Living on: an exploration of healthful cancer survivorship among grey
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Aim: To explore the experiences of grey nomads living with a diagnosis of cancer.
Background: Cancer is primarily both a life-limiting and a chronic condition of ageing and older people. Older people, however, are not a homogeneous group; there are several generations and many different groups to be considered. Grey nomads are one such group and are characterised as being retired and travelling domestically for extended periods of time, usually in a caravan or motorhome.
Design: Prospective qualitative phase of a larger, sequential, explanatory, mixed-methods project.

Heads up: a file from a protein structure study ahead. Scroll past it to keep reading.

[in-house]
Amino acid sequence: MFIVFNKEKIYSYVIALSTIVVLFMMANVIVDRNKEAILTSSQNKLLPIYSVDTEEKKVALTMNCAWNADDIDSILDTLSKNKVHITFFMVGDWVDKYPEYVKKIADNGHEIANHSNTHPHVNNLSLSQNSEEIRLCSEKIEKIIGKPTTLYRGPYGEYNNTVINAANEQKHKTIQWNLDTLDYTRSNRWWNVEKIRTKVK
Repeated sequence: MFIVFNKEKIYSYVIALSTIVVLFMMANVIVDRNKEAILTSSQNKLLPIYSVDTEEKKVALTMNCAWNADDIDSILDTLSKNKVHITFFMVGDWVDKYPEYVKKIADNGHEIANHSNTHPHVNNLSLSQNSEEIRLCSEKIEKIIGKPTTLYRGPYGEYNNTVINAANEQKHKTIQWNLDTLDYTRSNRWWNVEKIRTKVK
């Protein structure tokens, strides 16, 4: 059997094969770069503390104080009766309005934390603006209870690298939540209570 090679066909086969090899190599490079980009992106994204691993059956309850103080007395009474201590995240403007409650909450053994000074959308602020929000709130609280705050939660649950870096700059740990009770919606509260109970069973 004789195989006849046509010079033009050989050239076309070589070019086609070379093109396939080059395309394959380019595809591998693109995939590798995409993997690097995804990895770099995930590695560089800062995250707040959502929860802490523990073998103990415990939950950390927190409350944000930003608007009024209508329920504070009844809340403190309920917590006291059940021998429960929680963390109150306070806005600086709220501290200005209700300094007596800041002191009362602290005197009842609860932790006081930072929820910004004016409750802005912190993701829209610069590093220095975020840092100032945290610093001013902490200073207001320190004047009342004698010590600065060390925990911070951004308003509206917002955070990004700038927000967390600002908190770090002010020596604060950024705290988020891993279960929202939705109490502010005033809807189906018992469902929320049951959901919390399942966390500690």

Methods: A series of 14 semi-structured, in-depth interviews were conducted over six months in 2016 with 14 self-identified grey nomads living with a diagnosis of cancer. Interviews were analysed using thematic analysis.
Results/Findings: Participants travelled despite of, and because of, their cancer diagnosis. These two key themes, with their associated sub-themes, explain how older people incorporated their cancer-related work, that is to say, managing their cancer-related followup and treatment health needs into their travelling life; how they normalised it; and how they developed strategies for healthful survivorship.
Conclusion: Participants were living healthfully in that they were living a lifestyle that promoted their well-being. Participants developed strategies in response to their changed environment and thus created new capacity to support what they wanted to do. Despite being cancer survivors — some of whom were undergoing active treatment — participants gained ‘healthfulness’ through their chosen nomadic lifestyle.